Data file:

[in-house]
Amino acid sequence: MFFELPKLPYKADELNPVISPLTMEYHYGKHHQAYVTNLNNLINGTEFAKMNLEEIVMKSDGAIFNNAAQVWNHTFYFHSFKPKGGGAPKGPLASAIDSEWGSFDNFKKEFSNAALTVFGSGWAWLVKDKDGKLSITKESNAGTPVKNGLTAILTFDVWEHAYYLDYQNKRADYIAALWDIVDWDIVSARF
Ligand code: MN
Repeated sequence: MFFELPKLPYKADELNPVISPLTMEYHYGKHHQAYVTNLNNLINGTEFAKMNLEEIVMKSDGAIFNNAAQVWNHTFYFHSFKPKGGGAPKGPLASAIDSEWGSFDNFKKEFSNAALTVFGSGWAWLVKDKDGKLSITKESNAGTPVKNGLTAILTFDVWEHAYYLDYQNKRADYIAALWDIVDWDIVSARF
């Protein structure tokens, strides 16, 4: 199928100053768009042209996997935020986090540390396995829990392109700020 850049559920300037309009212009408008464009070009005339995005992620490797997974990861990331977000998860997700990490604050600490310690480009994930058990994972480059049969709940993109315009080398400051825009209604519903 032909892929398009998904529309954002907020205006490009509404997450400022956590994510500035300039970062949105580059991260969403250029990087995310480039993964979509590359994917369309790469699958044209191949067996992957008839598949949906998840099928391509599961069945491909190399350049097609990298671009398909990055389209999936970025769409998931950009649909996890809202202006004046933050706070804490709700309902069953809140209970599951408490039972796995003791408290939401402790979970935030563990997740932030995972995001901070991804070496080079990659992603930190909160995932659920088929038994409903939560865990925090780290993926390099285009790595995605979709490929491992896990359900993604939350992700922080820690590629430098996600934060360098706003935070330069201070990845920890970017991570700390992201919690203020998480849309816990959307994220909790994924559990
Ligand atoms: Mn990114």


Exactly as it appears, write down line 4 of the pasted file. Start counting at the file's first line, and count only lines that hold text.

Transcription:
Repeated sequence: MFFELPKLPYKADELNPVISPLTMEYHYGKHHQAYVTNLNNLINGTEFAKMNLEEIVMKSDGAIFNNAAQVWNHTFYFHSFKPKGGGAPKGPLASAIDSEWGSFDNFKKEFSNAALTVFGSGWAWLVKDKDGKLSITKESNAGTPVKNGLTAILTFDVWEHAYYLDYQNKRADYIAALWDIVDWDIVSARF